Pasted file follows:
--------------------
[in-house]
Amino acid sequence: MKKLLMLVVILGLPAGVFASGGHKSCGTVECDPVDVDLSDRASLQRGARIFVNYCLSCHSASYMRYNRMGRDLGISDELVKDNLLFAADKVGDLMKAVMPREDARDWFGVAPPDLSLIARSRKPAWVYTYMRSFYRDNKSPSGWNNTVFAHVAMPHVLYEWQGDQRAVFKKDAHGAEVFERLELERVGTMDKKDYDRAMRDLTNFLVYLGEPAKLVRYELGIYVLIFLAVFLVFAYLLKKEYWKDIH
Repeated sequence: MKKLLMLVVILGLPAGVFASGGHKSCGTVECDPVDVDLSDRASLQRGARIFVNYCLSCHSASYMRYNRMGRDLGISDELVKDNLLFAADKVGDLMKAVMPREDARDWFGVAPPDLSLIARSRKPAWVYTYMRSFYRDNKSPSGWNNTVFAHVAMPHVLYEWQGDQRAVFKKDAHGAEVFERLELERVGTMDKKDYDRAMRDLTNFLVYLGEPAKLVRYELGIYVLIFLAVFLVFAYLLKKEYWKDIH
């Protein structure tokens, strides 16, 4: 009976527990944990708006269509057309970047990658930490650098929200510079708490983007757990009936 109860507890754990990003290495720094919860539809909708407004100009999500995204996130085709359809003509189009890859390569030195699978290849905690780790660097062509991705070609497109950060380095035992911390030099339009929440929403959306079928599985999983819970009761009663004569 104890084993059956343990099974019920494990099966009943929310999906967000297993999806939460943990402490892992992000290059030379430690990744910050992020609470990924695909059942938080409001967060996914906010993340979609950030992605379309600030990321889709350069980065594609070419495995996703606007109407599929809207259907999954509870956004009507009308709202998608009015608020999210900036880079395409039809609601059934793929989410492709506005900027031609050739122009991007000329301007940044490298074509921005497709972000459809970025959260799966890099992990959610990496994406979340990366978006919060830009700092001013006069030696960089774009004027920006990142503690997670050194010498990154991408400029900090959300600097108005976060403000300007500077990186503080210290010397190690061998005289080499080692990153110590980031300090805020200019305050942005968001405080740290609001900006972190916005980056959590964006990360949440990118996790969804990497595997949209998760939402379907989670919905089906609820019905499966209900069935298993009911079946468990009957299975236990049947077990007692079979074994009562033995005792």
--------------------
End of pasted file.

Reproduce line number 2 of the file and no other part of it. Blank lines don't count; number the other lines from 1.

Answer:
Amino acid sequence: MKKLLMLVVILGLPAGVFASGGHKSCGTVECDPVDVDLSDRASLQRGARIFVNYCLSCHSASYMRYNRMGRDLGISDELVKDNLLFAADKVGDLMKAVMPREDARDWFGVAPPDLSLIARSRKPAWVYTYMRSFYRDNKSPSGWNNTVFAHVAMPHVLYEWQGDQRAVFKKDAHGAEVFERLELERVGTMDKKDYDRAMRDLTNFLVYLGEPAKLVRYELGIYVLIFLAVFLVFAYLLKKEYWKDIH